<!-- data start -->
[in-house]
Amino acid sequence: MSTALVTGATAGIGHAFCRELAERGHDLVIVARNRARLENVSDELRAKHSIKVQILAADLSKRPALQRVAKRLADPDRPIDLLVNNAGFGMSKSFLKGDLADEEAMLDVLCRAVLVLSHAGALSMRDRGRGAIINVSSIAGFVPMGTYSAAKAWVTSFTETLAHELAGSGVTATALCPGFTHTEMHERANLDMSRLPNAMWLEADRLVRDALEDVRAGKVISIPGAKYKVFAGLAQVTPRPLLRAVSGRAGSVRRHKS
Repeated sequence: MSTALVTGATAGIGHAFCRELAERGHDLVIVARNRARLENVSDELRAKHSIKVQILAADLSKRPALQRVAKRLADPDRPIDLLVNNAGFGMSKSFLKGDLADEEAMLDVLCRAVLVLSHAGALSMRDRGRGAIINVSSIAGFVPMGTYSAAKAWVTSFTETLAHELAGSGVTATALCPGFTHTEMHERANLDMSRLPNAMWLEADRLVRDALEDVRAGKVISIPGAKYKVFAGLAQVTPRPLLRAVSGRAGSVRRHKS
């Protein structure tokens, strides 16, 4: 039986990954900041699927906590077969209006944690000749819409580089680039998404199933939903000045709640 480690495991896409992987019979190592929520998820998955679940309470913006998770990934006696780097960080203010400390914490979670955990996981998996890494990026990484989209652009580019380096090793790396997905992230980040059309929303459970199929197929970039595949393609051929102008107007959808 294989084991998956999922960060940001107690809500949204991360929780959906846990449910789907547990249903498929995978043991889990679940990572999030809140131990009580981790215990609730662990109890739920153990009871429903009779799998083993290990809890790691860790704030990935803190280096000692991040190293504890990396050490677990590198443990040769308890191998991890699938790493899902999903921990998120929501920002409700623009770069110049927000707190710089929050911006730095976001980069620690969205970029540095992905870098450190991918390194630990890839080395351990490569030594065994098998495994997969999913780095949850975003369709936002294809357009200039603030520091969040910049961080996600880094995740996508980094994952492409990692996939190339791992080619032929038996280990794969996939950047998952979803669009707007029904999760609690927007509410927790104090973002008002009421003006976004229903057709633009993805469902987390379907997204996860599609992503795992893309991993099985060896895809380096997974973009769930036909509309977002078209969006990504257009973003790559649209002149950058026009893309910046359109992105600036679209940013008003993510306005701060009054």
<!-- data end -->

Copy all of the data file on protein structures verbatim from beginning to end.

[in-house]
Amino acid sequence: MSTALVTGATAGIGHAFCRELAERGHDLVIVARNRARLENVSDELRAKHSIKVQILAADLSKRPALQRVAKRLADPDRPIDLLVNNAGFGMSKSFLKGDLADEEAMLDVLCRAVLVLSHAGALSMRDRGRGAIINVSSIAGFVPMGTYSAAKAWVTSFTETLAHELAGSGVTATALCPGFTHTEMHERANLDMSRLPNAMWLEADRLVRDALEDVRAGKVISIPGAKYKVFAGLAQVTPRPLLRAVSGRAGSVRRHKS
Repeated sequence: MSTALVTGATAGIGHAFCRELAERGHDLVIVARNRARLENVSDELRAKHSIKVQILAADLSKRPALQRVAKRLADPDRPIDLLVNNAGFGMSKSFLKGDLADEEAMLDVLCRAVLVLSHAGALSMRDRGRGAIINVSSIAGFVPMGTYSAAKAWVTSFTETLAHELAGSGVTATALCPGFTHTEMHERANLDMSRLPNAMWLEADRLVRDALEDVRAGKVISIPGAKYKVFAGLAQVTPRPLLRAVSGRAGSVRRHKS
């Protein structure tokens, strides 16, 4: 039986990954900041699927906590077969209006944690000749819409580089680039998404199933939903000045709640 480690495991896409992987019979190592929520998820998955679940309470913006998770990934006696780097960080203010400390914490979670955990996981998996890494990026990484989209652009580019380096090793790396997905992230980040059309929303459970199929197929970039595949393609051929102008107007959808 294989084991998956999922960060940001107690809500949204991360929780959906846990449910789907547990249903498929995978043991889990679940990572999030809140131990009580981790215990609730662990109890739920153990009871429903009779799998083993290990809890790691860790704030990935803190280096000692991040190293504890990396050490677990590198443990040769308890191998991890699938790493899902999903921990998120929501920002409700623009770069110049927000707190710089929050911006730095976001980069620690969205970029540095992905870098450190991918390194630990890839080395351990490569030594065994098998495994997969999913780095949850975003369709936002294809357009200039603030520091969040910049961080996600880094995740996508980094994952492409990692996939190339791992080619032929038996280990794969996939950047998952979803669009707007029904999760609690927007509410927790104090973002008002009421003006976004229903057709633009993805469902987390379907997204996860599609992503795992893309991993099985060896895809380096997974973009769930036909509309977002078209969006990504257009973003790559649209002149950058026009893309910046359109992105600036679209940013008003993510306005701060009054």